I'll start with something Ben Evans tweeted where he said that working in VR seems like the opposite of "everything everyone has built in the last decade. It's not about a bigger screen." This is more a statement on the attempted solution and not an acknowledgment of the problem. Although it's true that progress in remote work (and work in general) has led us to mobility, increasing freedom of movement, productivity, etc., the trade-off is a loss in spatial interaction. Every conferencing software has attempted to solve the problems with spatial interaction and spatial awareness through hand-raising emojis, table and grid views, shared whiteboards, etc., and despite progress, we're still using a predominantly 2D interface and organizational system while working. We may have "layers" to our software, but movement and interaction within those layers still only incorporates 2 dimensions. VR/AR and the XR group in general (not to mention several other non-XR software applications) have been working on ways to solve this spatial deficit and eliminate some of the final barriers to a seamless remote work transition. WorkRooms isn't it, but is a good experiment for other initiatives to learn from.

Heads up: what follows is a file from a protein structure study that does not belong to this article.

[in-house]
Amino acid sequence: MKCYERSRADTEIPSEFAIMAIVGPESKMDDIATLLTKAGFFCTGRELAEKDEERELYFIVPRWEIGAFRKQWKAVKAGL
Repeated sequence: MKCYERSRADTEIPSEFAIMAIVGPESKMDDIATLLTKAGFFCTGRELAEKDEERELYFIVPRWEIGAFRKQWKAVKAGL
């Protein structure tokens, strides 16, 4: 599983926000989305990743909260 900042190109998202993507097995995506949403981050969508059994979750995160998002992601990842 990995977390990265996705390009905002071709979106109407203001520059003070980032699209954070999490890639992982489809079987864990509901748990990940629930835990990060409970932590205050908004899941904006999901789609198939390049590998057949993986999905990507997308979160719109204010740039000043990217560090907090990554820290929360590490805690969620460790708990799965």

Evans has a habit of poking at VR because he sees it as little more than a subset of gaming. But Mark Zuckerberg wants to re-brand Facebook a metaverse company and sees the future through an augmented and virtual lens. The truth is somewhere in the middle for now, but technological progress dictates that it probably leans closer to Zuckerberg eventually.

But what is this "spatial software?" What does that phrase actually mean?

Think about this statement from John Palmer:

Think about this: there is no app that replicates a deck of cards.

Go ahead and look on the app store, and you'll find a bunch of apps with bad reviews and extremely limited functionality.

If you start designing a deck of cards app as a traditional 2D app the way we think about them today, with 2D panes and menus and buttons, it becomes painfully difficult to think about.